On June 4, Viktor Tikhonov, a well-known hockey coach, would be 90 years old. There is no more successful mentor in the world of hockey than him. The Stanley Cup is the only award that Tikhonov did not have in his collection.
However, Viktor Tikhonov never sought to work abroad. In 1977, when he was 47 years old, he became a coach of the national team and its backbone HC CSKA. At the time, Tikhonov, the former senior coach of Dinamo Riga, which he had climbed from the Second League to the fourth place of the Supreme League, was little known to hockey fans. Not very successful experience of leadership of the USSR experimental team at the 1976 Canada Cup could hardly make him an authority in the eyes of CSKA heavyweights such as Boris Mikhailov, Vladimir Petrov and Valery Kharlamov.
In Moscow, Tikhonov got a lukewarm reception. Yuri Andropov, the future General Secretary of the Communist Party of the Soviet Union, who was in charge of developing of hockey in the country, gave wide powers to the new coach. However, Tikhonov did not start with introducing drastic measures immediately.
At first, Tikhonov had to make the national team world champion again in the 1978 Ice Hockey World Championships that took place in Prague. This task was very difficult to accomplish. But Tikhonov managed to do it by removing Spartak players from the team and relying on a new trio, Balderis – Zhluktov – Kapustin. A year later, the team won the Challenge Cup from the stars of the National Hockey League on their home-field in Madison Square Garden, and then the World Cup in Moscow.
Tikhonov's authority became stronger in the eyes of hockey fans and the country's leadership. Otherwise, he would hardly have been forgiven for misfiring at the 1980 Winter Olympics in Lake Placid in New York, where our mighty team lost the gold medal to U.S. students.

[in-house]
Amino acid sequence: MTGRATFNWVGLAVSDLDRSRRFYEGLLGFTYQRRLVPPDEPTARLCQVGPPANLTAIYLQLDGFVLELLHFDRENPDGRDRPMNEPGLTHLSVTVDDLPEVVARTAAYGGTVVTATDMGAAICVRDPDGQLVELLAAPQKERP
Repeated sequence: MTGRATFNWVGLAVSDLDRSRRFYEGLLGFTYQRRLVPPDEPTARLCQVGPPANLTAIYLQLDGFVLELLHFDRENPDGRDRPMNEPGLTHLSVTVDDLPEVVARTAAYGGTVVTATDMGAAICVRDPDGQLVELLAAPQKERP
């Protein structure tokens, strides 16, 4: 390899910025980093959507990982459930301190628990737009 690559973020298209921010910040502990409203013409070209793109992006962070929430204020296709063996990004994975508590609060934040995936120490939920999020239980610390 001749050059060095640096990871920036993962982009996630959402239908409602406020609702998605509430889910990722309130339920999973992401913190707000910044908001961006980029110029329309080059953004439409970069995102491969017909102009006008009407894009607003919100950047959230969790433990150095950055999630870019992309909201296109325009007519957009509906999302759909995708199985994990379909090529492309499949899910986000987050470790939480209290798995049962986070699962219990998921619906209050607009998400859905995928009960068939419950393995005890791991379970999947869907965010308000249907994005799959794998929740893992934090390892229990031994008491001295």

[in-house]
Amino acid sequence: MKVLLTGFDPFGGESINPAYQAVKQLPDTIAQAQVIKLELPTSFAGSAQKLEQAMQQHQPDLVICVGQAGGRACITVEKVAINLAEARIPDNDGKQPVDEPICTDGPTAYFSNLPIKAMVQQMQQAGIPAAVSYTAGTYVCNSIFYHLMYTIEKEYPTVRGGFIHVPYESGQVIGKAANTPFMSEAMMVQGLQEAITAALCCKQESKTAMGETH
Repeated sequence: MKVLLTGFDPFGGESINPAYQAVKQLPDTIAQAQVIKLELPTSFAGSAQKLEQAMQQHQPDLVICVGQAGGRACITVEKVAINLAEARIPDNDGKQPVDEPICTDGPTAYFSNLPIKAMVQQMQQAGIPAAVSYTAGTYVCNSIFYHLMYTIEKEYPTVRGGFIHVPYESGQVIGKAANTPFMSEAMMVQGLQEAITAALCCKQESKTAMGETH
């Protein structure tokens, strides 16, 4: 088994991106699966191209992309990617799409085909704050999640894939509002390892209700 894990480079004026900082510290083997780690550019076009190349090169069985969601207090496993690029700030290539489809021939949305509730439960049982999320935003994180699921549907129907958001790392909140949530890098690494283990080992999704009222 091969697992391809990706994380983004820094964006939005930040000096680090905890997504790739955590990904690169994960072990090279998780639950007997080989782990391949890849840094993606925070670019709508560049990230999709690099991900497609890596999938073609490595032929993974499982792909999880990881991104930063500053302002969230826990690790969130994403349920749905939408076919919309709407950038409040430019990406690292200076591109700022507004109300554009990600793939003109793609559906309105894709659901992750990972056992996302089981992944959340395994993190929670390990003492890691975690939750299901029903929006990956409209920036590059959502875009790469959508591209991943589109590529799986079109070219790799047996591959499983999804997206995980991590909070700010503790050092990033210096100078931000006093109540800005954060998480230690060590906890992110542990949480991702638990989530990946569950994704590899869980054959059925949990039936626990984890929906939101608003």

Tikhonov began to build a new team, inviting younger players there. Then Mikhailov, Petrov, Kharlamov, Tsygankov and Lutchenko left the team. They were replaced by young Makarov, Larionov, Krutov, Kasatonov, and Starikov.
Spectacular and convincing victories at the 1981 Ice Hockey World Championships and especially at the 1981 Labatt Canada Cup made it possible to forget about the Olympic failure. After that, the Soviet Union national ice hockey team was unbeatable for four and a half years. In 1983, it became known as the Red Machine. After the 1983 Ice Hockey World Championships, Tikonov was awarded the Order of Lenin, the highest civilian decoration bestowed by the Soviet Union.
During the 1984 Winter Olympics in Sarajevo, Tikhonov took revenge for the 1980 Olympics. The next two Olympic games brought gold to the Red Machine. However, at the 1992 Winter Olympics, the CIS team, which played under the white Olympic flag, was called “a kindergarten” owning to the young age of most of the players.
Tikhonov always thought about the future and built up a human resource, trusting young players to play in the team.
He created the Mogilny – Fedorov – Bure forward group to replace Krutov – Larionov – Makarov, the best line in the world. However, they all ended up playing in the NHL.